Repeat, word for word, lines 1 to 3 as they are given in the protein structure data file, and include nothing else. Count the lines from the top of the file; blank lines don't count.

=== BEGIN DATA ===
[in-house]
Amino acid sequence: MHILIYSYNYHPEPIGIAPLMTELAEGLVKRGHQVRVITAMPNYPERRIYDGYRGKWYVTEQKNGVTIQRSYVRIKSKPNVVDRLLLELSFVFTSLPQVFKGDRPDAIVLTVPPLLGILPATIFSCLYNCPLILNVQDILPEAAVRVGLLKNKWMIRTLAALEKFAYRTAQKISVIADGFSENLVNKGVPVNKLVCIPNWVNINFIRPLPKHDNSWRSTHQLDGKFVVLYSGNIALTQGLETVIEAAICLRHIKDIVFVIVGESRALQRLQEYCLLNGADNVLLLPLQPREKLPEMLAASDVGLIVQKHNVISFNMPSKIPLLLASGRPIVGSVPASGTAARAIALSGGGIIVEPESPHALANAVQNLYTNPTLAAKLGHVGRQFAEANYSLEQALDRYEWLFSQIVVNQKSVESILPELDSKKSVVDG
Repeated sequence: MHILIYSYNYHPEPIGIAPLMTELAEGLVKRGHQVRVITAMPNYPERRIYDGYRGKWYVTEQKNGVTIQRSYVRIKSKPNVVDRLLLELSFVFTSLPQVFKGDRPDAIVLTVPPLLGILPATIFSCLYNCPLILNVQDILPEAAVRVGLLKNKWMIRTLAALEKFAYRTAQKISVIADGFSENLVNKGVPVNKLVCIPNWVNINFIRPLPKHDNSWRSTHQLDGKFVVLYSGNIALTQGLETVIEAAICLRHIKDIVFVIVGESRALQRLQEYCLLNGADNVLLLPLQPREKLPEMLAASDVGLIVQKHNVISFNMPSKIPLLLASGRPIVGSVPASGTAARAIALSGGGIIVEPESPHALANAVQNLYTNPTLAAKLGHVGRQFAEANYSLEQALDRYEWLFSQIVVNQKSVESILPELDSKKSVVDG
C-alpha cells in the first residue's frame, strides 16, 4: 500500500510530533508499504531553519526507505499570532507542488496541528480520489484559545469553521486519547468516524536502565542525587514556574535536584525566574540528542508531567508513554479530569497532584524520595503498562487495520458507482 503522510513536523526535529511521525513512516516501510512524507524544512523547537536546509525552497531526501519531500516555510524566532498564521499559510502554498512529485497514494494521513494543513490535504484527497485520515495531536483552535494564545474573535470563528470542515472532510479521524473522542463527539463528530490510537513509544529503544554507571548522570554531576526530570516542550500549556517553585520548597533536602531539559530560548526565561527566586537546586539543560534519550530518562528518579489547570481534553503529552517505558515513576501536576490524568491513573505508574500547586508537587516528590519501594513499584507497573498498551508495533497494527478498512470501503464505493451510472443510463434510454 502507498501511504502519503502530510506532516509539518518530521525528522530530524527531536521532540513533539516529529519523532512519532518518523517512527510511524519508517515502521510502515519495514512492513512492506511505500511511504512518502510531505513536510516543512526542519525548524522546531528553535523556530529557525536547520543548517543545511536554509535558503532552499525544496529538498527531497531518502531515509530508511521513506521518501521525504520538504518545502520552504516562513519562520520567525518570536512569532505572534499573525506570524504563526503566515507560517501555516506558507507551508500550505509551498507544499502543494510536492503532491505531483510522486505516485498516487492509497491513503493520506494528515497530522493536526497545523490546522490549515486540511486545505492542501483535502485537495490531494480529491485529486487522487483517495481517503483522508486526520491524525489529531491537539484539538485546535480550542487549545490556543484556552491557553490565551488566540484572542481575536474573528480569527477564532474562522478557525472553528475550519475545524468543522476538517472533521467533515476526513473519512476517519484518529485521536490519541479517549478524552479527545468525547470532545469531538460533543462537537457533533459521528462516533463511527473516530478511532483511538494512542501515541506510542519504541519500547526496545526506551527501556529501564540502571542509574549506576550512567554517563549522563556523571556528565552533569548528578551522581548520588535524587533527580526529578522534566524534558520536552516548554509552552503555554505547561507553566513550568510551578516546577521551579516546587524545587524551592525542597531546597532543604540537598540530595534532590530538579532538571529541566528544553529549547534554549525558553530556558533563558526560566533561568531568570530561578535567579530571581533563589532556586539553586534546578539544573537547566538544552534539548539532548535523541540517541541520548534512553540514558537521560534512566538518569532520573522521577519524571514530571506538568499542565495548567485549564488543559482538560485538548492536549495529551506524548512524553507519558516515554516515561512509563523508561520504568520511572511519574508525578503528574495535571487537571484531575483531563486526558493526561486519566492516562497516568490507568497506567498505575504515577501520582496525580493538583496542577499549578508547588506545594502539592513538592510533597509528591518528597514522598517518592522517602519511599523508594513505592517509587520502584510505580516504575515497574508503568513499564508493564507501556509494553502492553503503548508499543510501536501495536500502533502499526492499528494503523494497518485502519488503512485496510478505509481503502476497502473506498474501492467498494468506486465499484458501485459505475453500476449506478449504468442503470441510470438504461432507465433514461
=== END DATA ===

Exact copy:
[in-house]
Amino acid sequence: MHILIYSYNYHPEPIGIAPLMTELAEGLVKRGHQVRVITAMPNYPERRIYDGYRGKWYVTEQKNGVTIQRSYVRIKSKPNVVDRLLLELSFVFTSLPQVFKGDRPDAIVLTVPPLLGILPATIFSCLYNCPLILNVQDILPEAAVRVGLLKNKWMIRTLAALEKFAYRTAQKISVIADGFSENLVNKGVPVNKLVCIPNWVNINFIRPLPKHDNSWRSTHQLDGKFVVLYSGNIALTQGLETVIEAAICLRHIKDIVFVIVGESRALQRLQEYCLLNGADNVLLLPLQPREKLPEMLAASDVGLIVQKHNVISFNMPSKIPLLLASGRPIVGSVPASGTAARAIALSGGGIIVEPESPHALANAVQNLYTNPTLAAKLGHVGRQFAEANYSLEQALDRYEWLFSQIVVNQKSVESILPELDSKKSVVDG
Repeated sequence: MHILIYSYNYHPEPIGIAPLMTELAEGLVKRGHQVRVITAMPNYPERRIYDGYRGKWYVTEQKNGVTIQRSYVRIKSKPNVVDRLLLELSFVFTSLPQVFKGDRPDAIVLTVPPLLGILPATIFSCLYNCPLILNVQDILPEAAVRVGLLKNKWMIRTLAALEKFAYRTAQKISVIADGFSENLVNKGVPVNKLVCIPNWVNINFIRPLPKHDNSWRSTHQLDGKFVVLYSGNIALTQGLETVIEAAICLRHIKDIVFVIVGESRALQRLQEYCLLNGADNVLLLPLQPREKLPEMLAASDVGLIVQKHNVISFNMPSKIPLLLASGRPIVGSVPASGTAARAIALSGGGIIVEPESPHALANAVQNLYTNPTLAAKLGHVGRQFAEANYSLEQALDRYEWLFSQIVVNQKSVESILPELDSKKSVVDG